In the 1980s, it was part of a national wave of facilities that took advantage of favorable federal regulations and converted to long-term care hospitals. After Medicare leaders decided in 1982 to exempt long-term care hospitals from planned rate cuts, the number of such hospitals increased tenfold to around 400. Bethesda was converted in 1989 by its parent organization, HealthEast, which merged with Fairview in 2017.

Typical LTCH patients include those who are still on ventilators but have stabilized while in intensive care at general hospitals, or who are slowly recovering after hospital treatment of strokes or traumatic brain injuries. About 80% are funded by the federal Medicare program for the elderly or the federal-state Medicaid program for the poor and disabled — making it especially affected by changes or cuts to these programs.

Long-term care hospitals have been controversial; some analysts believe they waste billions in spending and that many patients could do just as well in skilled nursing homes.

Prof. Neale Mahoney of the University of Chicago and colleagues estimated that the government could save $4.6 billion by eliminating them. The researchers also found no significant decline in mortality rates for patients transferred to LTCHs rather than nursing homes for extended care.

“For the majority of patients who are treated in LTCHs, a [skilled nursing facility] would provide similar quality of care at one third of the cost,” Mahoney said in an interview this week. “It’s the most compelling evidence of waste I’ve seen in the U.S. health care system, which I think is a reasonably strong statement.”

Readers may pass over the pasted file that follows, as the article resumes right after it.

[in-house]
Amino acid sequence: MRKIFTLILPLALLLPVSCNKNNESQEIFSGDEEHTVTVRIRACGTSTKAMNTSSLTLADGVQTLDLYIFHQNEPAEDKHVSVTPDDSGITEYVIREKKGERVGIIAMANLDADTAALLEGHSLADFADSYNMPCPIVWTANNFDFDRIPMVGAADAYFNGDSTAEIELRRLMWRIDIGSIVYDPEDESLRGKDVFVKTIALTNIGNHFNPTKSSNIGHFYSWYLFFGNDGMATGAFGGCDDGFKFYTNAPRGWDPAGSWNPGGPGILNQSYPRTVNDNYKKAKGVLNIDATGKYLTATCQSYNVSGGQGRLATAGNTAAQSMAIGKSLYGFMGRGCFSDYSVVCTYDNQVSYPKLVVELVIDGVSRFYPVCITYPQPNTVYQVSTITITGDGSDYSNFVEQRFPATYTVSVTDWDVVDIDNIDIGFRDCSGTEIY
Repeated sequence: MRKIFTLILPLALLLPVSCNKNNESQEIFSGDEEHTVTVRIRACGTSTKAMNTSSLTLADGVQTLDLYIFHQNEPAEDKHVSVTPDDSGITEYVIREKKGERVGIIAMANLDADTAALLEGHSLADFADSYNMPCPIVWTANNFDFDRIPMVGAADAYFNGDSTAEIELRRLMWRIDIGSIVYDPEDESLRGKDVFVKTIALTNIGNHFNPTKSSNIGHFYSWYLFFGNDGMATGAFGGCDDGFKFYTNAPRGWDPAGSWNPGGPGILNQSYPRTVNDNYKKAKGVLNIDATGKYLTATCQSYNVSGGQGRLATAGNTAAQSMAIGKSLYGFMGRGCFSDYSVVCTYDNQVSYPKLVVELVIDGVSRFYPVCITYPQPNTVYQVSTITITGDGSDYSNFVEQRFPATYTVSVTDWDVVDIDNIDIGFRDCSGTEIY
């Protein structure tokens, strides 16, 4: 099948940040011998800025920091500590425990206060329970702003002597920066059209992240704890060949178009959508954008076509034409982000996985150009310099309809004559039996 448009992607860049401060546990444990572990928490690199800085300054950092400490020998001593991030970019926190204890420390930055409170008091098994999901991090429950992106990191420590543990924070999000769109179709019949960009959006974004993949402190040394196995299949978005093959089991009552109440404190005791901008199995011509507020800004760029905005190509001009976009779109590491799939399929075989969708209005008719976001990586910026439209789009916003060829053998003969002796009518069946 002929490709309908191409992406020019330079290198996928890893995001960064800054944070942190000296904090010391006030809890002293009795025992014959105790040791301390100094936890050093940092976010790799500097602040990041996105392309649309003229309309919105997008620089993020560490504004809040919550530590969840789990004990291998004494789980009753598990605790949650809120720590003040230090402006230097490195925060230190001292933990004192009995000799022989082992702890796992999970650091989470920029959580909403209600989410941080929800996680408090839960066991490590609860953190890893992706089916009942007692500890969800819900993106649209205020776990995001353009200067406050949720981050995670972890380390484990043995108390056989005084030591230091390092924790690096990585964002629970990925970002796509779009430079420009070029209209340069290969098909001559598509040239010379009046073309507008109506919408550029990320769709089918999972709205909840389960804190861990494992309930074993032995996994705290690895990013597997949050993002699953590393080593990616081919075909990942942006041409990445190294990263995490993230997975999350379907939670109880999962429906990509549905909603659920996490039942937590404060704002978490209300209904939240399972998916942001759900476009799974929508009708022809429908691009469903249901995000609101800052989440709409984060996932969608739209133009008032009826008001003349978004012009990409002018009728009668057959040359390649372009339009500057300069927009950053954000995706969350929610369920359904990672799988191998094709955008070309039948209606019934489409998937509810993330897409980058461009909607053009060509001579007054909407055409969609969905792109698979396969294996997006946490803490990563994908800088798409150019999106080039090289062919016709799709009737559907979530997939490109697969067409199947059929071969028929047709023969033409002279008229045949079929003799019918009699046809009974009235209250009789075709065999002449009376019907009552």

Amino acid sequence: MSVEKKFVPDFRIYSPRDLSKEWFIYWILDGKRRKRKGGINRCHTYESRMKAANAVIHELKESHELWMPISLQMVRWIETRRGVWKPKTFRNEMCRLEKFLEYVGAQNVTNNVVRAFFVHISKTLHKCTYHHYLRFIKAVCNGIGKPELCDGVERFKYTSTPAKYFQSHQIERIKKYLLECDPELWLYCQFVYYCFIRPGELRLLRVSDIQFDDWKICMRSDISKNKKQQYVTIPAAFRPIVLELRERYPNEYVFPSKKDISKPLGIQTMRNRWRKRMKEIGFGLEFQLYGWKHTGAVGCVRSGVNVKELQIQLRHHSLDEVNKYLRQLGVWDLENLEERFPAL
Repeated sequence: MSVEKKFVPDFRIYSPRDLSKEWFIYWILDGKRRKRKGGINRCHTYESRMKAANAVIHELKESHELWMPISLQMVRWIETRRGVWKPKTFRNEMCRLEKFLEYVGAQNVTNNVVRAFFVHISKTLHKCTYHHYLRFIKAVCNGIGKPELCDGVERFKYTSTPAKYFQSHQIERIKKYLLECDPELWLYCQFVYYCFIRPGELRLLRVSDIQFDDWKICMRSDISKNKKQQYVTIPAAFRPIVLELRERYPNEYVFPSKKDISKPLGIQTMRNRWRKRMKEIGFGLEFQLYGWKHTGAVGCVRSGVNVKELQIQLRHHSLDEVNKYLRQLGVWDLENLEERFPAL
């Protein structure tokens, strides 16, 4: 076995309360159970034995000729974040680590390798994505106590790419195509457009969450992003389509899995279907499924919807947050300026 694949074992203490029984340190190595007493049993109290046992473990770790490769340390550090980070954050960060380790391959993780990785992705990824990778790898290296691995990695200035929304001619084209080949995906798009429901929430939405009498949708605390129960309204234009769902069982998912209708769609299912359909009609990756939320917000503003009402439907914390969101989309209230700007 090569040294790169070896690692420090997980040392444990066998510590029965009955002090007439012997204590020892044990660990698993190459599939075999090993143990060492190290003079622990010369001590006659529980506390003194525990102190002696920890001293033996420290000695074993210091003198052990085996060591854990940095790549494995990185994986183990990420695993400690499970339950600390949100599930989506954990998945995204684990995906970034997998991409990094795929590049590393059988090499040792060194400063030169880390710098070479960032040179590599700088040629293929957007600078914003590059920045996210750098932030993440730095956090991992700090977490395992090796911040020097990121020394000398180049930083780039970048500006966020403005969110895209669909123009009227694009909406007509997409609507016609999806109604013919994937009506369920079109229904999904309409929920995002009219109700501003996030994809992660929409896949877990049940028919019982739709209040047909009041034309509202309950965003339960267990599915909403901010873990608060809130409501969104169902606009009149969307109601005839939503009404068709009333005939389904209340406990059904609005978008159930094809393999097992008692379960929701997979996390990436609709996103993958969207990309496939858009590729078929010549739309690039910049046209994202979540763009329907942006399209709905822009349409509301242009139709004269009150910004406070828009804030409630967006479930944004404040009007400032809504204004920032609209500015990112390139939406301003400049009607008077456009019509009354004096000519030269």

Hereford defended Bethesda as providing a high level of hospital care for patients that nursing homes can’t afford to match, especially given their reimbursement rates in Minnesota.

“It’s an important part of our continuity of care,” he said.

Even so, a reduction was necessary at Bethesda as insurance reimbursement for long-term hospital care is worsening, Hereford said. The growth of bundled payments and risk-based insurance contracts have made health care providers more responsible for the cost of patient care and more wary of unnecessary expenditures. Minnesota also has been switching its Medicare plans for seniors from traditional cost plans to Advantage plans, which health care analysts said have been tougher on LTCHs.